The researchers, from the Weill Cornell Medical College in New York, NY say that their findings may lead to new treatments for the condition, including consumption of yogurt which is a good source of vitamin A. According to senior author Dr. Lorraine Gudas, vitamin A boosts beta cell activity, meaning lack of the vitamin may play a role in the development of type 2 diabetes.
Past studies have shown that, during fetal development, vitamin A is key for beta cell production. But Dr. Gudas and colleagues say it was unclear as to whether vitamin A played such a role in adulthood. To find out, the team analysed the beta cell development among two groups of adult mice; one group of mice had been genetically modified to be unable to store dietary vitamin A, while the other group was able to store the vitamin from foods as normal. The researchers found that the mice unable to store vitamin A experienced beta cell death, meaning these mice were unable to produce insulin.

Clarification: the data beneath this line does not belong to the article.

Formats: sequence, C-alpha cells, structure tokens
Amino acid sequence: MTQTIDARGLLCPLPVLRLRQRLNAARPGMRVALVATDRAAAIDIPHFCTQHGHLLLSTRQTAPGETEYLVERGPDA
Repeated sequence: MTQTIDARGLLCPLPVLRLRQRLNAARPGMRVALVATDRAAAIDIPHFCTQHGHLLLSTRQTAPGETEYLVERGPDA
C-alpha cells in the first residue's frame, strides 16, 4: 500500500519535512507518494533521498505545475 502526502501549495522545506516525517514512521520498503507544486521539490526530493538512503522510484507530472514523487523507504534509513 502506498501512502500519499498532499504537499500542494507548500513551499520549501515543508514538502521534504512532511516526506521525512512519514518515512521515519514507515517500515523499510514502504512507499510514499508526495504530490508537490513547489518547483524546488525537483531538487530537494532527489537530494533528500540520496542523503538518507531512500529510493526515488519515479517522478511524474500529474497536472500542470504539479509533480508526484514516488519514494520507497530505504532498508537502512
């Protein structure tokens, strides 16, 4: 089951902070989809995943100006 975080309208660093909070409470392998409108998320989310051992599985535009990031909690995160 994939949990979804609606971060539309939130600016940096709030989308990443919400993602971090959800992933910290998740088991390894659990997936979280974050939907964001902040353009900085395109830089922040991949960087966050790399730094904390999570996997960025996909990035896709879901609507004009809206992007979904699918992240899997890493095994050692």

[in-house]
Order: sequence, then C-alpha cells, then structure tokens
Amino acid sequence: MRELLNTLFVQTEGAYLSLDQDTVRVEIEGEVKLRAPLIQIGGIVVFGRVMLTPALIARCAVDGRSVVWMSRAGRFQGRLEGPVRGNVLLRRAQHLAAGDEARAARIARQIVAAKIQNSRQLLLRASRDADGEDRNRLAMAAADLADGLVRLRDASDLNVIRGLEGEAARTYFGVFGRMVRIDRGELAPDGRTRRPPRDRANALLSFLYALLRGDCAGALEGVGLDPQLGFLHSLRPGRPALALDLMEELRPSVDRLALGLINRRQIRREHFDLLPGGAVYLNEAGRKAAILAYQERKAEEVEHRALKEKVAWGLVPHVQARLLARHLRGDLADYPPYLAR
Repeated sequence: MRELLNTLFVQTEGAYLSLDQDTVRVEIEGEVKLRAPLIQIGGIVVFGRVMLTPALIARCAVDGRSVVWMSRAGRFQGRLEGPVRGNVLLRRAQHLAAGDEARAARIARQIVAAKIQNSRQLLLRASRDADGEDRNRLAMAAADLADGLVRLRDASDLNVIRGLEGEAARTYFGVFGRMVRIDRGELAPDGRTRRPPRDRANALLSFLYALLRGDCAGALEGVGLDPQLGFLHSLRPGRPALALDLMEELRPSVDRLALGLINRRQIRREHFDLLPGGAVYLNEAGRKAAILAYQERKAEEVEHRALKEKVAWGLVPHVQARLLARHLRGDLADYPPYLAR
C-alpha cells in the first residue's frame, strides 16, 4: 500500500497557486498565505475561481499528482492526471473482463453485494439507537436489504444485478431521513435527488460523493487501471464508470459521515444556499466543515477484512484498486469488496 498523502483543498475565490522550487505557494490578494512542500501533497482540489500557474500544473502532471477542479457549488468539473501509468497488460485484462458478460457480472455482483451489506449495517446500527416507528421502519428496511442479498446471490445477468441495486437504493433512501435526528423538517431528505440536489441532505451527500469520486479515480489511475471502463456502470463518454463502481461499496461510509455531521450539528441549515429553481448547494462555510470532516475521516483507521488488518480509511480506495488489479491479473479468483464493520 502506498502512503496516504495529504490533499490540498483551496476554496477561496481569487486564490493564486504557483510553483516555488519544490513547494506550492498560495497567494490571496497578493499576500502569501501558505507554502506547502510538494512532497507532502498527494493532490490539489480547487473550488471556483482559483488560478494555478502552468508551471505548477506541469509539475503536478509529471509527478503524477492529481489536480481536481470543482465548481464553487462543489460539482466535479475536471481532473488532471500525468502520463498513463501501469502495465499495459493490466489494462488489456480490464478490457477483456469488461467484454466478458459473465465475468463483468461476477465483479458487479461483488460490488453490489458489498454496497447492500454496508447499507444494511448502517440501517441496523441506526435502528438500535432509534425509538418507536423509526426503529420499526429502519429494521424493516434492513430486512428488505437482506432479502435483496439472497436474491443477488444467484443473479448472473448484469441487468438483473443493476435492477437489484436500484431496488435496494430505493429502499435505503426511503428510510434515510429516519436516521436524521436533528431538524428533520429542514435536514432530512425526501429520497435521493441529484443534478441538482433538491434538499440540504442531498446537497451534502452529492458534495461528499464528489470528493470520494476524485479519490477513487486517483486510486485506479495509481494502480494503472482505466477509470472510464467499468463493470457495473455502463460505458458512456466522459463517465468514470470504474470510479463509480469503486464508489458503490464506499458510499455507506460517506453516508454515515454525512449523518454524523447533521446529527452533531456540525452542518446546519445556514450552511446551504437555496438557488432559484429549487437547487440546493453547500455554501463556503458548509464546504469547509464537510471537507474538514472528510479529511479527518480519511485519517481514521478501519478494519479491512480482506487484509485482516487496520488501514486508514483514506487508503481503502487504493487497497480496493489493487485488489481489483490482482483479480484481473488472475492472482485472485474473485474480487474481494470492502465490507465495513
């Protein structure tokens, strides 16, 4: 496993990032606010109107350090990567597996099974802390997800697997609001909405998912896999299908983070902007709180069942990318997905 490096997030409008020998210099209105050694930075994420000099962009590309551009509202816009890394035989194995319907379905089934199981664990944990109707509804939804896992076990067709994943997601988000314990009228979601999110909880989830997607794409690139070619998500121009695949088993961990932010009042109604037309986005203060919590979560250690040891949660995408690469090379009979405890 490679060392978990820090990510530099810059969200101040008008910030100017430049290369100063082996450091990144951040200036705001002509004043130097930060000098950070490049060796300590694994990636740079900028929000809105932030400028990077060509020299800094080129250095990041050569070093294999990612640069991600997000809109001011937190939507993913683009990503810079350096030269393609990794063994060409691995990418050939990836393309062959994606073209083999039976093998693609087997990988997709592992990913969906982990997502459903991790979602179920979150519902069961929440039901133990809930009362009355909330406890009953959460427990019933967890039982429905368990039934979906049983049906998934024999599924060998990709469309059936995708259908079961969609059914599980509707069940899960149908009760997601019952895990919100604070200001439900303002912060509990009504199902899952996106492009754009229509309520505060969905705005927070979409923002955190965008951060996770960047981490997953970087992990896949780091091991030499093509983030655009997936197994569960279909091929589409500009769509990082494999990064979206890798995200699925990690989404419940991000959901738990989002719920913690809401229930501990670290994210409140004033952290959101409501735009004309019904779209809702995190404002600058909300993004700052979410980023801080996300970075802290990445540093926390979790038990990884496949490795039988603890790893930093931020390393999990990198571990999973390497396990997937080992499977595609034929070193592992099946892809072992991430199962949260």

What is more, when the researchers removed vitamin A from the diets of healthy mice, they found that this led to significant beta cell loss, resulting in reduced insulin production and increased blood glucose levels – key factors involved in development of type 2 diabetes. When the researchers restored vitamin A to the rodents’ diets, beta cell production rose, insulin production increased and blood glucose levels returned to normal.
This findings suggest vitamin A may have the potential to reverse type 2 diabetes and could partly explain how yogurt may reduce the risk of type 2 diabetes by as much as 28%. Something which needs to be addressed in future research.